By Andrew Seymour
Management changes, mergers, office closures and new partnerships – there is never a dull moment in the Middle East IT channel
Management changes, mergers, office closures and new partnerships – there is never a dull moment in the Middle East IT channel. As 2008 draws to a close, Channel Middle East looks back on the major stories and developments that have defined the market during another action-packed year.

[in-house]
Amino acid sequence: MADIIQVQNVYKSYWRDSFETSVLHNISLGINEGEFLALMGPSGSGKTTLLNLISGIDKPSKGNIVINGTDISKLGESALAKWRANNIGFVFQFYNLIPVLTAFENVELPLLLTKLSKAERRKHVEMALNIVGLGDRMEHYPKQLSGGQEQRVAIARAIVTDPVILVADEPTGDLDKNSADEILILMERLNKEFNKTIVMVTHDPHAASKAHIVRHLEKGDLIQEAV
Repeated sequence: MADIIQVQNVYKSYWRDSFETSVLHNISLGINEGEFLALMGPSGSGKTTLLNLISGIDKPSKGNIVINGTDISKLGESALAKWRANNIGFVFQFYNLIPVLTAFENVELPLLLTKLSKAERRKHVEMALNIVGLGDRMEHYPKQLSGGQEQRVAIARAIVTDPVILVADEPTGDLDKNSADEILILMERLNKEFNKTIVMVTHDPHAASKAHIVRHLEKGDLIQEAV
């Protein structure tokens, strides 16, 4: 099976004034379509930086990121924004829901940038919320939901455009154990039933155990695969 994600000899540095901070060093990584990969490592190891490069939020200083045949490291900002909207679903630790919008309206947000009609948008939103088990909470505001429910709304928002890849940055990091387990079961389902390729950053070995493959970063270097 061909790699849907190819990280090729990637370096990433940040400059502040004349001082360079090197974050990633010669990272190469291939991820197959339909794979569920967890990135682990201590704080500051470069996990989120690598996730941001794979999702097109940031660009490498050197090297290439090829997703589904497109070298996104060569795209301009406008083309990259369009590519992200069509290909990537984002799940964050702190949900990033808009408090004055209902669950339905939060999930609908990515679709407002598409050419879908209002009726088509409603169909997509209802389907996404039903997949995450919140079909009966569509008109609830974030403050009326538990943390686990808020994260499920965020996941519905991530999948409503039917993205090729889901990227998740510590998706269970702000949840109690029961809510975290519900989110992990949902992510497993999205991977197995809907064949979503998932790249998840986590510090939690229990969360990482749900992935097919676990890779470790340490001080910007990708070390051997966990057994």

Most people would never have anticipated the anxiety accompanying the year’s finale after the optimism that surrounded the beginning of 2008, but such is the pervasiveness of the global credit crisis that even the Middle East IT market remains a little unsure of exactly what the future holds. But while there is bound to be both conservatism and turbulence ahead, the market has entered these potentially tricky times on the back of what has largely been a progressive year for the IT channel in the Middle East. The region has grown in stature during the last 12 months, frequently proving itself to be the fastest-growing territory in EMEA as well as the location for some of the most ambitious IT projects in the industry. Vendors, in particular, have seized the opportunity to increase their coverage in the Gulf and North Africa through new partnerships, with some even putting down local roots for the first time. Sophos, Red Hat and Meru were just some of the names that opened Middle East headquarters this year, recognising that a permanent presence still counts for a lot in this market. Having said that, there was once again enough reminders that developing a sustainable business in the Middle East does not just boil down to securing office space. Networking vendor US Robotics’ quandaries were high-profile proof of that as it blamed financial reasons for the closure of its regional operation midway through the year. Even those with longevity in the region demonstrated that the evolving market landscape necessitates constant strategy evaluation. Infrastructure management software provider CA overhauled its go-to-market policies to improve its fortunes, while HP, Toshiba, Acer, Dell and Lenovo all reassessed their distribution tactics in a bid to grow PC sales. Clearly the challenges faced by regional IT companies during 2008 varied from segment to segment, although the pursuit of profitable growth inevitably remained the over-riding theme for most market stakeholders. Retailers have ridden the consumer growth wave, following the ‘bigger is better’ approach towards store size and product range, while capitalising on soaring demand for consumer electronics and mobile technology. At the same time, spiralling operating costs have forced retailers to run a tighter ship than they have in the past. In the corporate reseller space, much of the talk was about capacity and the relentless search for qualified services staff, not to mention the ongoing emphasis on specialisation. Whether it was automated solutions, AV or managed services, many integrators defined their area of expertise or opened dedicated business units. Similar developments took place in the second-tier channel, where distributors endeavoured to increase customer loyalty through innovative programmes and improved service levels. Distributors have also had to look inwards, deciding which parts of the business demanded investment and, just as significantly, which areas were expendable. And, of course, we can’t reflect on 2008 without making reference to the Dubai Computer Traders Group, which finally launched after years of being nothing more than an idea batted around between resellers. The association still has a long way to go before it is regarded as an influential force by local IT traders in the UAE, but its formation signalled a positive step for a market in need of unity. Given the current pressures that exist in the market, many companies will be satisfied if they can match their 2008 achievements during the next 12 months. One thing’s for sure though — there will be even more twists and turns in 2009.